U.S. has 5 percent of the world’s women but 30 percent of its female inmates

By Kevin D. Sawyer

Female prison populations have been increasing rapidly in past decades. Explanations, according to several studies, often overlook are many of the factors that contribute to this increase, rendering women’s sagas invisible.

Numbers produced by the U.S. Department of Justice, Bureau of Justice Statistics show that since 2010 the women corrections population has grown annually by an average rate of 3.4 percent.

“The U.S. has 5 percent of the world’s women, but 30 percent of its women prisoners,” Kristina Costa reported in an article for the website Hillary for America. She said the number of mothers in prison has also doubled since the early 1990s, and approximately two-thirds of the mothers lived with their children prior to incarceration.

Women’s incarceration is linked to drug use, violence at the hands of men, and trauma from childhood sexual abuse, according to studies.

The Journal of Prisoners on Prisons (JPP) reported, “The enforcement and intensification of drug policies, the so-called war on drugs, during the last four decades contributed to this astounding increase in women’s incarceration rates.”

Another study by Human Rights Project for Women reported that the sexual abuse of girls also serves as a “pipeline to prison.”

Comparable to studies done by Human Rights and JPP, CNN reported that “Most women in prison are there because of non-violent drug or property crimes,” and “Over 60 percent of them report drug dependence or abuse in the year before they went to prison. Many of them grew up in abusive households… and are more likely than men in prison to have experienced sexual abuse or trauma in their life before prison.”

“It is a crisis of national proportions that cuts across every divide of race, class and ethnicity,”

“It is a crisis of national proportions that cuts across every divide of race, class and ethnicity,” Human Rights reported. “And in a perverse twist of justice, many girls who experience sexual abuse are routed into the juvenile justice system because of their victimization.”

A report by the Human Rights Project for Girls, Georgetown Law Center on Poverty and Inequality and Ms. Foundation for Women reveals how the U.S. criminalizes girls, “especially girls of color.” According to the report, women enter correctional systems that are “often ill-equipped to identify and treat the violence and trauma that lie at the root of victimized girls’ arrests.”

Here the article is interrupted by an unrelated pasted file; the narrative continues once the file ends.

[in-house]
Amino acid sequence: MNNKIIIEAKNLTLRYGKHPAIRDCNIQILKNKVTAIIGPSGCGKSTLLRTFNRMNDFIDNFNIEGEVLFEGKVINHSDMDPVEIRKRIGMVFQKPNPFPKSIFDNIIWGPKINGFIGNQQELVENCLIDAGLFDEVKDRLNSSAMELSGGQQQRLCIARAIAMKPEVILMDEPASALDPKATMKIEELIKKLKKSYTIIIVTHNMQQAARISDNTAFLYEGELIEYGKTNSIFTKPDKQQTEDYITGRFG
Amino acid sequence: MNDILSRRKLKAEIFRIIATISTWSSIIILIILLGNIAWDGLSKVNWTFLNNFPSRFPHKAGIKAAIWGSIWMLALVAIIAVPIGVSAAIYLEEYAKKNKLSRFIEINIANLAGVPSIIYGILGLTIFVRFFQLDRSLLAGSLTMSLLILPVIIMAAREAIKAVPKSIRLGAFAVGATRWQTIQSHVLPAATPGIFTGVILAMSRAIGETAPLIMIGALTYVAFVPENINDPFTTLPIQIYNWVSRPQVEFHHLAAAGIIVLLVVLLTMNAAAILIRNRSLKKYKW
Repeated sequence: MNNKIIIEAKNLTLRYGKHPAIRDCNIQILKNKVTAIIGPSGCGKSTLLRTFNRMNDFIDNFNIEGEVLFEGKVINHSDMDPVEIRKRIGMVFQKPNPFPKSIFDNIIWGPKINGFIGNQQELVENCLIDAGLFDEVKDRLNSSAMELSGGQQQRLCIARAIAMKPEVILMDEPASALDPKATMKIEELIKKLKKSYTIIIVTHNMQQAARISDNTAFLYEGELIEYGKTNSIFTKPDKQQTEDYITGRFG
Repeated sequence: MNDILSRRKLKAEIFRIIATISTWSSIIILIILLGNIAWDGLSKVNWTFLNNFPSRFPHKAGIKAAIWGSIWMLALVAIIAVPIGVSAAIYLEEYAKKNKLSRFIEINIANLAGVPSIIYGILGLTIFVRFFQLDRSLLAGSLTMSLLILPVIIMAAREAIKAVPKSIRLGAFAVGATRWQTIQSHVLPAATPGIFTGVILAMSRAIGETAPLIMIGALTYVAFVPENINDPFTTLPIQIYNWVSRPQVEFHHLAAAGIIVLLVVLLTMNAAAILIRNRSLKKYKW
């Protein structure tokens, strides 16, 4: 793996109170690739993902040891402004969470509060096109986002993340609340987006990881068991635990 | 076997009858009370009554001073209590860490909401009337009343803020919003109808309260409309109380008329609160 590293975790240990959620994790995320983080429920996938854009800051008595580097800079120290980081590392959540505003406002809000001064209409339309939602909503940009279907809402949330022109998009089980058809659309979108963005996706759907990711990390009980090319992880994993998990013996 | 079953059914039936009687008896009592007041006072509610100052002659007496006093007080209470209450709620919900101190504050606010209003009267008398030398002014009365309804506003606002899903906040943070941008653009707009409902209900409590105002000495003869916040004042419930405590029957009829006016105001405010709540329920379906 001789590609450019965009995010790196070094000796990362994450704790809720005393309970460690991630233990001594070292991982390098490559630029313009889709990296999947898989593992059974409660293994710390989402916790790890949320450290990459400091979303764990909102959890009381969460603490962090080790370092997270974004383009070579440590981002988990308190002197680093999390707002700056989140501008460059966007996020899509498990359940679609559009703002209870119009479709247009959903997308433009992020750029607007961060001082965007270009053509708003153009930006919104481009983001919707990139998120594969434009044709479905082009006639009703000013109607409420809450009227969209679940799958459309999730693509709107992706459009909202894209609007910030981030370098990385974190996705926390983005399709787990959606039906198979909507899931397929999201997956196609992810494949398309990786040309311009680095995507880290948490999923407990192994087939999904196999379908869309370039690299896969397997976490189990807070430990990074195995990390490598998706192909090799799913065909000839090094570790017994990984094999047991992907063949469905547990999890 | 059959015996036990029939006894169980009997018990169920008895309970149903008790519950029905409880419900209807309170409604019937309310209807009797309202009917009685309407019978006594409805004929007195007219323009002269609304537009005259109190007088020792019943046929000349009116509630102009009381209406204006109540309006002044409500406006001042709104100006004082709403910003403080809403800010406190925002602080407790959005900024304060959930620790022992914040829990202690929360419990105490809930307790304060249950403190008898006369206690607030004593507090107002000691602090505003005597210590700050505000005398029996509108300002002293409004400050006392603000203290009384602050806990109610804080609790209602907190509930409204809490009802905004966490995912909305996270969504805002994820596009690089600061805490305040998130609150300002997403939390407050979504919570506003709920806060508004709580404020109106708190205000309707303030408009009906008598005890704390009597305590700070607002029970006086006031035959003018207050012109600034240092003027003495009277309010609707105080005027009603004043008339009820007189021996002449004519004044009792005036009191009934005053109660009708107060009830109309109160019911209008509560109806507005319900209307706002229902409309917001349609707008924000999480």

The JPP cited a report by California Coalition for Women Prisoners stating nearly 80 percent of the women in California’s prisons have experienced some form of abuse as a child or as adults. Sixty percent of them reported physical abuse as an adult, “primarily perpetrated by spouses or partners.”

Relying on 2016 statistics from The Sentencing Project, JPP reported that from 1997 to 2014 the U.S. women prison population grew by more than 800 percent. During this same period, the men’s population grew by 400 percent.

During her campaign for the presidency, Hillary Clinton said, “Women and the families they support are being crushed by a criminal justice system that costs far too much – in state and federal budgets and in lives derailed and economic opportunity lost – without making us safer,” she wrote for CNN.

It was also reported that nearly one-third of all female prisoners worldwide are held in the United States, and African-American women are more than twice as likely to be in prison as White women.

The Sexual Abuse To Prison Pipeline: The Girls’ Story” study authors said they do not know enough about the trajectory to prison for girls because “Research typically excludes girls from study samples, data is often not disaggregated by gender, race and ethnicity, and public agencies do not collect information about trauma and gender-specific issues.”

The study concluded that the “real and distinct lives of girls, especially when their lives play out at the intersection of race and gender, remain invisible.”


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